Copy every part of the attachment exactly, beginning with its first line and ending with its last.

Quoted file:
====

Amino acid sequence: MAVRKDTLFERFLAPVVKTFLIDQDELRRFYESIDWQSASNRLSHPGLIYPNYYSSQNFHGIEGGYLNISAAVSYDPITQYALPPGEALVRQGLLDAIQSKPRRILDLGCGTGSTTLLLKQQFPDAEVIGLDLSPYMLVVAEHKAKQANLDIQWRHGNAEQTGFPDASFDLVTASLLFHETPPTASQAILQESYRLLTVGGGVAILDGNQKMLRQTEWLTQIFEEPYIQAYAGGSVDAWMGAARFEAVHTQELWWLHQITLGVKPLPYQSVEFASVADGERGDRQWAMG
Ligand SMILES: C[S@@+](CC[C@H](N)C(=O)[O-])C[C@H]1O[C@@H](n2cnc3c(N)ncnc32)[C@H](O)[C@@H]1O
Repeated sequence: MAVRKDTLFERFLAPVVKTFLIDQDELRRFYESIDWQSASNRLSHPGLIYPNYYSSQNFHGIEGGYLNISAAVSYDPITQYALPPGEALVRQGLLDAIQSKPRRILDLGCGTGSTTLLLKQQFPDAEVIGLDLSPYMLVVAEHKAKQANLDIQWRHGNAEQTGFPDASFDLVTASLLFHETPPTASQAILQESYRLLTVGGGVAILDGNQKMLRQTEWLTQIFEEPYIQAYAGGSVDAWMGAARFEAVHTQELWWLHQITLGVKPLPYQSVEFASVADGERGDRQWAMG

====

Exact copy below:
Amino acid sequence: MAVRKDTLFERFLAPVVKTFLIDQDELRRFYESIDWQSASNRLSHPGLIYPNYYSSQNFHGIEGGYLNISAAVSYDPITQYALPPGEALVRQGLLDAIQSKPRRILDLGCGTGSTTLLLKQQFPDAEVIGLDLSPYMLVVAEHKAKQANLDIQWRHGNAEQTGFPDASFDLVTASLLFHETPPTASQAILQESYRLLTVGGGVAILDGNQKMLRQTEWLTQIFEEPYIQAYAGGSVDAWMGAARFEAVHTQELWWLHQITLGVKPLPYQSVEFASVADGERGDRQWAMG
Ligand SMILES: C[S@@+](CC[C@H](N)C(=O)[O-])C[C@H]1O[C@@H](n2cnc3c(N)ncnc32)[C@H](O)[C@@H]1O
Repeated sequence: MAVRKDTLFERFLAPVVKTFLIDQDELRRFYESIDWQSASNRLSHPGLIYPNYYSSQNFHGIEGGYLNISAAVSYDPITQYALPPGEALVRQGLLDAIQSKPRRILDLGCGTGSTTLLLKQQFPDAEVIGLDLSPYMLVVAEHKAKQANLDIQWRHGNAEQTGFPDASFDLVTASLLFHETPPTASQAILQESYRLLTVGGGVAILDGNQKMLRQTEWLTQIFEEPYIQAYAGGSVDAWMGAARFEAVHTQELWWLHQITLGVKPLPYQSVEFASVADGERGDRQWAMG